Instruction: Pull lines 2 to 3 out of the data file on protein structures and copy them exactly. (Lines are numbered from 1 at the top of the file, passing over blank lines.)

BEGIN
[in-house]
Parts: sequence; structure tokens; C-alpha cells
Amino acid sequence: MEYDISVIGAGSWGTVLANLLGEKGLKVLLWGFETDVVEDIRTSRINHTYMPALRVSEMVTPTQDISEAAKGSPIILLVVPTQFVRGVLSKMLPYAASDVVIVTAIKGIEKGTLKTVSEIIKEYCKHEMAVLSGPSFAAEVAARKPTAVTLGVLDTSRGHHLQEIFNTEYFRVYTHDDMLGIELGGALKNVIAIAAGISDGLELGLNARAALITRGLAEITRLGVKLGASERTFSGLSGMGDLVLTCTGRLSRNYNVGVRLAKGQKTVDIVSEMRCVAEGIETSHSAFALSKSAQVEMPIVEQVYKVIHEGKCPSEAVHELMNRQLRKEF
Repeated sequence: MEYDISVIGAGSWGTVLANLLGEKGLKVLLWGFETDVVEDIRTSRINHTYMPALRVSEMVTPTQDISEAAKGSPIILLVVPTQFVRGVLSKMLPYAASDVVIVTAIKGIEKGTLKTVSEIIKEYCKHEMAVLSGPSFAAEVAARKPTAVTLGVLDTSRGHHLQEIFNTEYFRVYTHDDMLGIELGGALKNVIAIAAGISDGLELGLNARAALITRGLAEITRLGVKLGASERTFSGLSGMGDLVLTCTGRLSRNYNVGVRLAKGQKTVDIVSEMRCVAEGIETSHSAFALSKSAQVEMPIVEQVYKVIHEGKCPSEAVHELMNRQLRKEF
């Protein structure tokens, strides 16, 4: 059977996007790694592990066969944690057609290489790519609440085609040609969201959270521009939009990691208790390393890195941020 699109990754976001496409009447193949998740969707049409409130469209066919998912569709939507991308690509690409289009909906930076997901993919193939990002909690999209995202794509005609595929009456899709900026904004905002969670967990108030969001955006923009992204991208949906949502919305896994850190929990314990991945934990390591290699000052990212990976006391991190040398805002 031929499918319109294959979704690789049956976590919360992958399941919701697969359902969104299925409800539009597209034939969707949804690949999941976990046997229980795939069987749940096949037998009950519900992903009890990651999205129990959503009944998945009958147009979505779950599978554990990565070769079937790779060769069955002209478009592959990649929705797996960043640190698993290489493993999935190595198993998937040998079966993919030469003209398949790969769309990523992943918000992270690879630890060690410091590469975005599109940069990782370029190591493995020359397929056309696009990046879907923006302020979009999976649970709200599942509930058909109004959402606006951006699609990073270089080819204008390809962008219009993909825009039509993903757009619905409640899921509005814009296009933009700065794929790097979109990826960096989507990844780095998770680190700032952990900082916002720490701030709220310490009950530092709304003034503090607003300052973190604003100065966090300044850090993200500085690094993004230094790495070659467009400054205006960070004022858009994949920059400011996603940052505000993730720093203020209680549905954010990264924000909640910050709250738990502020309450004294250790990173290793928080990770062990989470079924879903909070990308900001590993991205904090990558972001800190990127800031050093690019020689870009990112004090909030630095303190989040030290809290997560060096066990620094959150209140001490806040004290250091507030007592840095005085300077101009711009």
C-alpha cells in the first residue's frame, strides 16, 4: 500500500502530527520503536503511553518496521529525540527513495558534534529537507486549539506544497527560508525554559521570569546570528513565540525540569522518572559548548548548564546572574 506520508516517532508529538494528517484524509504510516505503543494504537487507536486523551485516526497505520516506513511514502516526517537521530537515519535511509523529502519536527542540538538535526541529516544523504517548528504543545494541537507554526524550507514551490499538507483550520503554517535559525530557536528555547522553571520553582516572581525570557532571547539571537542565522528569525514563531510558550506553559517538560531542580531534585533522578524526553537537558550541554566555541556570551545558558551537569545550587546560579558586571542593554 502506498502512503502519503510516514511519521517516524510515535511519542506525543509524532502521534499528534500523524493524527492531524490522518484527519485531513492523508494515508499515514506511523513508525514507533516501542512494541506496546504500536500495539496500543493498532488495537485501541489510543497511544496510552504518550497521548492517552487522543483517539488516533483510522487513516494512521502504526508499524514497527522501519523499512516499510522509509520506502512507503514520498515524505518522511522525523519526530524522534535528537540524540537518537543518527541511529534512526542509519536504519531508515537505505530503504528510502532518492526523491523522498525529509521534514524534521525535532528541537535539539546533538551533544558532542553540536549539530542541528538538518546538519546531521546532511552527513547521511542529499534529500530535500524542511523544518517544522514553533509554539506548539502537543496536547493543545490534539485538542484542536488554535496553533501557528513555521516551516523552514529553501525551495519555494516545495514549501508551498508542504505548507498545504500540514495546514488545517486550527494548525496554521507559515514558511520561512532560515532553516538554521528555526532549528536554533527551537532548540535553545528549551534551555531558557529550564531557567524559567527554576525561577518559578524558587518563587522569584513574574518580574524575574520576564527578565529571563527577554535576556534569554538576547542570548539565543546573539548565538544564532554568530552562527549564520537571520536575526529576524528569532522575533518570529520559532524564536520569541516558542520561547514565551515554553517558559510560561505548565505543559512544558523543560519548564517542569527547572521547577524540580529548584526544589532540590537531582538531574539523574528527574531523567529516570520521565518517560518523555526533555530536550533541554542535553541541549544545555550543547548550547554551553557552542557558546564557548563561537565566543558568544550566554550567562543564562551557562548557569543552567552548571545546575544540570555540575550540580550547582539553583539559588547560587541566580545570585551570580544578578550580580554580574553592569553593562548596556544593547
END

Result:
Parts: sequence; structure tokens; C-alpha cells
Amino acid sequence: MEYDISVIGAGSWGTVLANLLGEKGLKVLLWGFETDVVEDIRTSRINHTYMPALRVSEMVTPTQDISEAAKGSPIILLVVPTQFVRGVLSKMLPYAASDVVIVTAIKGIEKGTLKTVSEIIKEYCKHEMAVLSGPSFAAEVAARKPTAVTLGVLDTSRGHHLQEIFNTEYFRVYTHDDMLGIELGGALKNVIAIAAGISDGLELGLNARAALITRGLAEITRLGVKLGASERTFSGLSGMGDLVLTCTGRLSRNYNVGVRLAKGQKTVDIVSEMRCVAEGIETSHSAFALSKSAQVEMPIVEQVYKVIHEGKCPSEAVHELMNRQLRKEF